A Polymorphic Finite Field Multiplier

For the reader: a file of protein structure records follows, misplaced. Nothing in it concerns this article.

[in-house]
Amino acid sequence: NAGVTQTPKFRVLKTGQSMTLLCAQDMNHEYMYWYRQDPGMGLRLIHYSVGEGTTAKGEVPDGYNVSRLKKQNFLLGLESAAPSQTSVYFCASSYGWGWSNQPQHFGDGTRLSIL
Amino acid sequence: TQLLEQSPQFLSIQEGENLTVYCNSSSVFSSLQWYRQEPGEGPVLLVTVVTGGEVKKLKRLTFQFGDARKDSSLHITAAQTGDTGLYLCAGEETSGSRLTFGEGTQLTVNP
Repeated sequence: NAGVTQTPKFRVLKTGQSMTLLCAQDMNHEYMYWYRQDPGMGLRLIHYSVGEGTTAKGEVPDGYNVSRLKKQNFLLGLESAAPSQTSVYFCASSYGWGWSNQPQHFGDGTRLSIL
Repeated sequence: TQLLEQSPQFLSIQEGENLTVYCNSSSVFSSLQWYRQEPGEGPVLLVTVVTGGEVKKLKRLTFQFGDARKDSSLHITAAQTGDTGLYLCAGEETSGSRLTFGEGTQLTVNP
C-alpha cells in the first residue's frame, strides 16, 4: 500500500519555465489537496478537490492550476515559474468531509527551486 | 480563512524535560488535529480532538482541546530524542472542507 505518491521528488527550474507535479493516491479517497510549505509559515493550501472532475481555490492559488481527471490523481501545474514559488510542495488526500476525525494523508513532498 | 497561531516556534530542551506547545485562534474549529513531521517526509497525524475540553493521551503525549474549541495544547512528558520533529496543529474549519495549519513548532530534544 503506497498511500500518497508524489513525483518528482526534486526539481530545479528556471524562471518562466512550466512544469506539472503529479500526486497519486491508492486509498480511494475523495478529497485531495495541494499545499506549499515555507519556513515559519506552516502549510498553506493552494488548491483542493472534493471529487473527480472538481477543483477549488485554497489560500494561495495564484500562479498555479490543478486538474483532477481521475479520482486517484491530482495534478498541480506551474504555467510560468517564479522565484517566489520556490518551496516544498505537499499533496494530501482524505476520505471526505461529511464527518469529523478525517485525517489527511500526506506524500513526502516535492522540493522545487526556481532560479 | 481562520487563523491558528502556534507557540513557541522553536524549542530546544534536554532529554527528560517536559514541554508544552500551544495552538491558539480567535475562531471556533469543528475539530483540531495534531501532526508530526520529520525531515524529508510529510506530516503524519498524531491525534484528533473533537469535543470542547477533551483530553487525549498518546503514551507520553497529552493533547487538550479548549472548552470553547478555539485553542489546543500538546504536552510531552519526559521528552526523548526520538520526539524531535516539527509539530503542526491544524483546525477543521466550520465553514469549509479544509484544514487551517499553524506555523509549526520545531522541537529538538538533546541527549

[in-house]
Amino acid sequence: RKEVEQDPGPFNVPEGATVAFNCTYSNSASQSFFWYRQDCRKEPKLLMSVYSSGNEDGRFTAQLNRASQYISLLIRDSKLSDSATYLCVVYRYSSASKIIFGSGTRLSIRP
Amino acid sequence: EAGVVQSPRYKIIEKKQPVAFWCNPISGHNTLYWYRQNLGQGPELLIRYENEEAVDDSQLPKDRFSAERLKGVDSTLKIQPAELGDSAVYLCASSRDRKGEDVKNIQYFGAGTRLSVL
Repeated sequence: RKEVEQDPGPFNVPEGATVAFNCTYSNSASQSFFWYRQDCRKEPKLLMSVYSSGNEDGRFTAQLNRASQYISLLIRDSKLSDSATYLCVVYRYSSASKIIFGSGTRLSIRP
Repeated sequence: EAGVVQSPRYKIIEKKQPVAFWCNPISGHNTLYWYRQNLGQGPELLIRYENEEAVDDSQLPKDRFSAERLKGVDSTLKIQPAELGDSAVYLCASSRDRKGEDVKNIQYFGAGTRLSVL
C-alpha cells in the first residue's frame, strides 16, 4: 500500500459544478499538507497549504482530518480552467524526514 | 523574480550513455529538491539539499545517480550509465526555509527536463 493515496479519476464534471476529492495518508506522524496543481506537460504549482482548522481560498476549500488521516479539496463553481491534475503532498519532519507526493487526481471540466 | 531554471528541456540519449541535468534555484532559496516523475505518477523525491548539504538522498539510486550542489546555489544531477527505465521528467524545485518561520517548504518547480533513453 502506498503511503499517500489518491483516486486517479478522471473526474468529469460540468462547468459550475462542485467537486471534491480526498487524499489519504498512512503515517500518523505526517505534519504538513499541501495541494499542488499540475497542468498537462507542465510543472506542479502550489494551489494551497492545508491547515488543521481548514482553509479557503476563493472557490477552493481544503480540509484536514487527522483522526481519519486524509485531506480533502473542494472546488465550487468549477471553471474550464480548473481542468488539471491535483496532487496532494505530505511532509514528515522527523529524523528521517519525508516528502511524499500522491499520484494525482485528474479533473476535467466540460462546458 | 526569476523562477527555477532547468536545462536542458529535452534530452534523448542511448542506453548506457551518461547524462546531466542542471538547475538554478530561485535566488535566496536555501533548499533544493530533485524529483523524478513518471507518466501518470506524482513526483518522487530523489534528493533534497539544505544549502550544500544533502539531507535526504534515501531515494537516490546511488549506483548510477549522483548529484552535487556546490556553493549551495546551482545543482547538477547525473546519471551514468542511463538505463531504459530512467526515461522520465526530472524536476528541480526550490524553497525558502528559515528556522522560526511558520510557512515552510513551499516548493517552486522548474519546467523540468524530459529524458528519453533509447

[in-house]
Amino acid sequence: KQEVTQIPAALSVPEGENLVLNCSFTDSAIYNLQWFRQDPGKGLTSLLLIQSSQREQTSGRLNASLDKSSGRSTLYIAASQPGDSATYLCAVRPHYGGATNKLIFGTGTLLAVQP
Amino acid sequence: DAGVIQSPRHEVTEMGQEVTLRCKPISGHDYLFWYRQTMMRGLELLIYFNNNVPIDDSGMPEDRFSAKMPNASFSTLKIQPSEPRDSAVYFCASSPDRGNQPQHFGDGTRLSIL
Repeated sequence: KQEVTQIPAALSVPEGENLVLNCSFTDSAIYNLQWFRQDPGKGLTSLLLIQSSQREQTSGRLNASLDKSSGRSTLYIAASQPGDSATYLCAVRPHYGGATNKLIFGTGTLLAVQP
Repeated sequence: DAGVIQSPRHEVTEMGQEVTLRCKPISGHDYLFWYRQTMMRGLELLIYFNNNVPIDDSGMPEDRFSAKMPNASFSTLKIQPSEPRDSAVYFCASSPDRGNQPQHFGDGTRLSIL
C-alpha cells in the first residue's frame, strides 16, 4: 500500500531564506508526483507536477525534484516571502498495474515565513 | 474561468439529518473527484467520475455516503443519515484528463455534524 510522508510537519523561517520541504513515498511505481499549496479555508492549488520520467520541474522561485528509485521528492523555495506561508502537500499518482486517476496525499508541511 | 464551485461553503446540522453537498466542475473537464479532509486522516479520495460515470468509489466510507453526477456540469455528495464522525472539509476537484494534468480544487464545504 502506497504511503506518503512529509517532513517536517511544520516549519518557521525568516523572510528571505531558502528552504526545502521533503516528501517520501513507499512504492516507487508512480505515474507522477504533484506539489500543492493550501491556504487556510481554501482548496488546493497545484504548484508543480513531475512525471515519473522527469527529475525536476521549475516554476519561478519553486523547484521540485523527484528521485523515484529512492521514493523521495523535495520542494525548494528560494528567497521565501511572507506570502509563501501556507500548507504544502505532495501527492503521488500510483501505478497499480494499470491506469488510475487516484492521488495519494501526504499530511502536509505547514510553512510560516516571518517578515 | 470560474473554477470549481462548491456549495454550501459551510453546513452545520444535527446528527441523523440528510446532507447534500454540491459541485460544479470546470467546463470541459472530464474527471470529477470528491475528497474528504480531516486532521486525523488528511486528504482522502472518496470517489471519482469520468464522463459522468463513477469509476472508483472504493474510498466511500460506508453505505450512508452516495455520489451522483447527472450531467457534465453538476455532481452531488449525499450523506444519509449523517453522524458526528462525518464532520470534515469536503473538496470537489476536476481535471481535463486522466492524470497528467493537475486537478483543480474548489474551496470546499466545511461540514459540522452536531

Cryptography algorithms like the Advanced Encryption Standard, Elliptic Curve Cryptography algorithms etc are designed using algebraic properties of finite fields. Thus performance of these algorithms depend on performance of the underneath field operations. Moreover, different algorithms use finite fields of widely varying order. In order to cater to these finite fields of different orders in an area efficient manner, it is necessary to design solutions in the form of hardware-consolidations, keeping the performance requirements in mind. Due to their small area occupancy and high utilization, such circuits are less likely to stay idle and therefore are less prone to loss of energy due to leakage power dissipation. There is another class of applications that rely on finite field algebra namely the various error detection and correction techniques. Most of the classical block codes used for detection of bit-error in communications over noisy communication channels apply the algebraic properties of finite fields. Cyclic redundancy check is one such algorithm used for detection of error in data in computer network. Reed-Solomon code is most notable among classical block codes because of its widespread use in storage devices like CD, DVD, HDD etc. In this work we present the architecture of a polymorphic multiplier for operations over various extensions of GF(2). We evolved the architecture of a textbook shift-and-add multiplier to arrive at the architecture of the polymorphic multiplier through a generalized mathematical formulation. The polymorphic multiplier is capable of morphing itself in runtime to create data-paths for multiplications of various orders. In order to optimally exploit the resources, we also introduced the capability of sub-word parallel execution in the polymorphic multiplier. The synthesis results of an instance of such a polymorphic multipliershowsabout41% savings in area with 21% degradation in maximum operating frequency compared to a collection of dedicated multipliers with equivalent functionality. We introduced the multiplier as an accelerator unit for field operations in the coarse grained runtime reconfigurable platform called REDEFINE. We observed about 40-50% improvement in performance of the AES algorithm and about 52×improvement in performance of Karatsuba-Ofman multiplication algorithm.